LLNL researchers developed intelligent feed forward (IFF) to accelerate the qualification and certification of additively manufactured parts during the laser powder bed fusion (LPBF) process; their ultimate goal is that once fabricated parts are completed, they could be used straight away without further testing. Parameters of interest during the printing process include those for quantifying pore formations, spatter, local area temperature, liquid flow in the melt pool and other physical phenomena. There is an outstanding need for cheap, scalable diagnostic tools for in-process inspection and flaw mitigation. This invention describes one of these tools for monitoring electrical resistance.
Electrodes that measure current and voltage are connected to the LPBF build plate by magnetic metal arms. These arms are placed on a steel weighted base that provides a high degree of mechanical flexibility to conform to small geometries and can be easily incorporated into a complex manufacturing system. Furthermore, the electrodes are connected to tapered copper tips that can provide strong electrical connection to allow high current over a uniform area. Using these electrodes, electrical resistance is measured; gaps in electrical conductivity in the printed parts would be indicative of possible cracks or voids in the printed part.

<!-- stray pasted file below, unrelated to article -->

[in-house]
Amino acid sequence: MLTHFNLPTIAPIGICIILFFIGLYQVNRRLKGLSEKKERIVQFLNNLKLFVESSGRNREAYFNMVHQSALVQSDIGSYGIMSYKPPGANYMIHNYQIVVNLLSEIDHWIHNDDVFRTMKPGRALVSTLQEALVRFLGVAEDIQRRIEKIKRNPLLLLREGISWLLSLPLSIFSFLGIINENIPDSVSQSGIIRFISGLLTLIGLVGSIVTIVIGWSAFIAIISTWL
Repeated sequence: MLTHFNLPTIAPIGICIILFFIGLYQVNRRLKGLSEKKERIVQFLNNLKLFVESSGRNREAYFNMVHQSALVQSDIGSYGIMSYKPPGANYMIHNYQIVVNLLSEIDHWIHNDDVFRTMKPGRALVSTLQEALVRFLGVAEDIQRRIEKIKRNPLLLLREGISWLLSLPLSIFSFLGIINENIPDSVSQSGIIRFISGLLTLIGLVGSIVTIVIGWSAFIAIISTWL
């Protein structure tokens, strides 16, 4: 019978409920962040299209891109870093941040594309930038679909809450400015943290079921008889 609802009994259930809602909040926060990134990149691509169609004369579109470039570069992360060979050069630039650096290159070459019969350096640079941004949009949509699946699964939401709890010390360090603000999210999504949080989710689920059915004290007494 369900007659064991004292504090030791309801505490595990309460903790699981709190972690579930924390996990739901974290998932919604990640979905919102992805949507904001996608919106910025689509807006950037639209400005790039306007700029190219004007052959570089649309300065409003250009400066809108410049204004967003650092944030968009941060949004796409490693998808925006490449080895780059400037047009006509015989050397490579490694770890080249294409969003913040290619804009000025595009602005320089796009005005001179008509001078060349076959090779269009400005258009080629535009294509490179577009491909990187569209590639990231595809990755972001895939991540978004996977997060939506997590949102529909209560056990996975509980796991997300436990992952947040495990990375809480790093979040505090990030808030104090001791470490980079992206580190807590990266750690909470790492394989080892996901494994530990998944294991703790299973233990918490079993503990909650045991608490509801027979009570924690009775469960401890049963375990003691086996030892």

Value proposition: Real-time in-situ monitoring of 3D printing process that reduces manufacturing costs.
• Laser powder bed fusion
• Metal additive manufacturing
• Electrical resistance tomography
• Conductivity monitoring
• In-situ diagnostics
Current stage of technology development: TRL 3
LLNL has filed for patent protection on this invention.